Supreme Court reverses Fifth District to affirm St. Clair County ruling over spoilation of evidence claim

By Bethany Krajelis | Oct 18, 2012



Siding with the defendant, the Illinois Supreme Court on Thursday reversed a ruling of the Fifth District Appellate Court in a negligent spoliation of evidence case.

The court's 6-1 ruling affirms former St. Clair County Circuit Judge Michael O'Malley's ruling that granted summary judgment to general contractor Keeley & Sons.

At issue was whether Keeley had a duty to preserve a cement I-beam that collapsed during a bridge reconstruction on Highway 154 near Sparta and injured three of its employees.

The majority of the state high court determined that Keeley did not have a duty to preserve the beam, saying the plaintiffs failed to prove the "relationship" prong of a two-prong duty analysis in Boyd v. Travelers Insurance Co. (1995).

Under this prong, a plaintiff must show that an agreement, contract, statute, special circumstance, or voluntary undertaking requires the defendant to preserve evidence.

Chief Justice Thomas Kilbride, however, dissented from the majority opinion, saying the "unique factual circumstances of this case" sufficiently met the relationship prong.

As such, Kilbride contends, the court should have proceeded to consider the second prong of the Boyd test, which deals with foreseeability.

The question over duty stems from the 2001 incident that injured plaintiffs Terry Martin, Ardith Wynn and Rickey Vanover.

The three Keeley employees were standing on the beam to install a handrail when it collapsed, sending them down to the creek below the bridge.

Following the accident, the three employees were taken to the hospital and the Illinois Department of Transportation (IDOT) and the Occupational Safety and Health Administration inspected the site.

The next day, Keeley destroyed the beam by breaking it up with a hydraulic hammer.

The employees sued the beam's manufacturer, a cement company and the designer of a bearing assembly that supported the beam for negligent design.

They also sued Keeley for spoliation of evidence, claiming it had a duty to keep the beam as evidence in potential litigation.

As a result of Keeley's alleged breach of duty, the plaintiffs argued that they were unable to prove their claims against the other defendants, two of whom filed counterclaims against Keeley for negligent spoliation of evidence.

Keeley's president, Eugene Keeley, testified at trial that the beam could have been preserved, but destroyed because the cement company told him a replacement beam could be sent quicker if it had parts of the old beam.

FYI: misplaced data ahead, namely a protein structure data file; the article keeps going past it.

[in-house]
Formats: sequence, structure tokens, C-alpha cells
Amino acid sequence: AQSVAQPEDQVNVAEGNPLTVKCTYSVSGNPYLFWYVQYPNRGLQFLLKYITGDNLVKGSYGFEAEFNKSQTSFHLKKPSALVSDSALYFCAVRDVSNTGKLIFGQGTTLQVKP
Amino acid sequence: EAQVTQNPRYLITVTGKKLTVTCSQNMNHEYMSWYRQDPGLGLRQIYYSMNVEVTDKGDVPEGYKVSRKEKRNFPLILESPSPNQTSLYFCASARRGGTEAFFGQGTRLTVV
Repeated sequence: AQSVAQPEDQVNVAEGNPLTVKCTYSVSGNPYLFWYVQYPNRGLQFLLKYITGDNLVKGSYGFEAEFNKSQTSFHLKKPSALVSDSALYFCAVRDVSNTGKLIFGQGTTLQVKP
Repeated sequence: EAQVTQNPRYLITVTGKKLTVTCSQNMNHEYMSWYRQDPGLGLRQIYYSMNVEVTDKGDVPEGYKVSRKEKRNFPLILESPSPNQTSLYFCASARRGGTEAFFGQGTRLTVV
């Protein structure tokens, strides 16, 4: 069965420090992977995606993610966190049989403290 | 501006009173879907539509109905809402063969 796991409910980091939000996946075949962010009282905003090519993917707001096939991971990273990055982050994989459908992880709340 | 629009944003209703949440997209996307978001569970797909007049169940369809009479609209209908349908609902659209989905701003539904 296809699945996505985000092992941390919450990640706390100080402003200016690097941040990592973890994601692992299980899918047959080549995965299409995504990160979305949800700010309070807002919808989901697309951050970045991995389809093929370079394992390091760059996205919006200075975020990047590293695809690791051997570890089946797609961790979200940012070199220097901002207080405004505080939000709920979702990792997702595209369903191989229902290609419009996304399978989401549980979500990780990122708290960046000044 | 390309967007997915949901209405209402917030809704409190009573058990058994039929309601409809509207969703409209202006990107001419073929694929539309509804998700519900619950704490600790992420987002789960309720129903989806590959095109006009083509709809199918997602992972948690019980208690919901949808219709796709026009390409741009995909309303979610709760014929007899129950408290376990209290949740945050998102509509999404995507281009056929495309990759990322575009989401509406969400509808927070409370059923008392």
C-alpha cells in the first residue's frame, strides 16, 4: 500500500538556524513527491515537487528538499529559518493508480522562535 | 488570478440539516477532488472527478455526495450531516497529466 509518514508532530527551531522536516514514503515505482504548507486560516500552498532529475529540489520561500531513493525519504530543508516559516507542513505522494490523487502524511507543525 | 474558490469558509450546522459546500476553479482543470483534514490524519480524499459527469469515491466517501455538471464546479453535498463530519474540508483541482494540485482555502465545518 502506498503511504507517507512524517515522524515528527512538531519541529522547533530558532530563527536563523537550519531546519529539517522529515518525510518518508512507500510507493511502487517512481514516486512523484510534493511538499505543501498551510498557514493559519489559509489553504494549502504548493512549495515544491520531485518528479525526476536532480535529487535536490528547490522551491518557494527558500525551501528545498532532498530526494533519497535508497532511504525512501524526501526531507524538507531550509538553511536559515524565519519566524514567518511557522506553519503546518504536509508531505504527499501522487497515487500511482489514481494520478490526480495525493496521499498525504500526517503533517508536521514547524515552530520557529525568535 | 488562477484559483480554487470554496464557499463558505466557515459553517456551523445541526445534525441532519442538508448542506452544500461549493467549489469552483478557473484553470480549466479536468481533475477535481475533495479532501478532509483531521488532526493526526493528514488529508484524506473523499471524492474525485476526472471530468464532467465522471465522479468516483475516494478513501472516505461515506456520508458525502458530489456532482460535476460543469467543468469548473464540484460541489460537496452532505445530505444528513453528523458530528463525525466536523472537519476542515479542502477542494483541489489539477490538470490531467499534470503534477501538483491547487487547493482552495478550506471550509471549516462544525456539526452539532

He also testified that IDOT told him the beam needed to be removed from the creek to prevent erosion and that he felt like his company had satisfied its obligation to IDOT and OSHA by preserving the beam until they finished their inspections of the site.

In addition, Keeley's president testified that he knew workers had been sent to the hospital after the accident and while he assumed there would be workers' compensation claims, didn't think about a potential lawsuit at the time.

O'Malley agreed with Keeley that it did not have a duty to preserve the beam and granted summary judgment in its favor on the spoliation of evidence claim.

A split panel of the appellate court, however, reversed and remanded the case for further proceedings after determining that Keeley voluntarily undertook a duty to preserve the beam by keeping it for its own investigative purposes

The dissenting appellate court justice said Keeley did not have a duty and had simply let government agencies inspect its property as required by law following an accident.

Writing on behalf of the Supreme Court's majority, Justice Ann Burke wrote that "the general rule in Illinois is that there is no duty to preserve evidence."

"Even if Keeley 'preserved' the evidence for its own investigative purposes, which is questionable ..., since Keeley never performed any testing of the beam or moved the beam from the place where it fell, plaintiffs must demonstrate affirmative conduct by Keeley showing its intent to voluntarily undertake a duty to the plaintiffs," Burke wrote. "They have failed to do so."

The court also rejected the plaintiffs' argument that Keeley's possession and control of the beam constituted special circumstances that created a duty.

"We recognize that plaintiffs in this case had little or no opportunity to request that Keeley preserve the I-beam before it was destroyed on the day following the accident," Burke wrote.

"Nevertheless, plaintiffs and counter-claimants bear the burden of establishing all elements of their spoliation claims."

In his dissent, Kilbride noted that the plaintiffs were unaware of the beam's destruction until after it had been destroyed because of their hospitalizations.

"Despite the obvious impossibility of the plaintiffs requesting the preservation of the I-beam before it was destroyed, the majority faults them for their failure to satisfy their strict 'burden of establishing all elements of their spoliation claims,'" Kilbride wrote.

He added that "This court has never construed the plaintiffs' burden in such an unjust and unyielding manner, and it is particularly inappropriate under the unique factual circumstances of this case."

The citation for the case is Terry Martin, et al., v Keeley & Sons, 2012 IL 113270.

According to the clerk's office, St. Louis attorney Debbie Champion  and Belleville attorney Russell Scott represented Keeley.

Columbia attorney Anthony P. Gilbreth and Belleville attorney Georgiann Oliver represented the plaintiffs.

Editor's note: This story has been updated. The Record had previously incorrectly identified plaintiff and defense attorneys, and regrets the errors.

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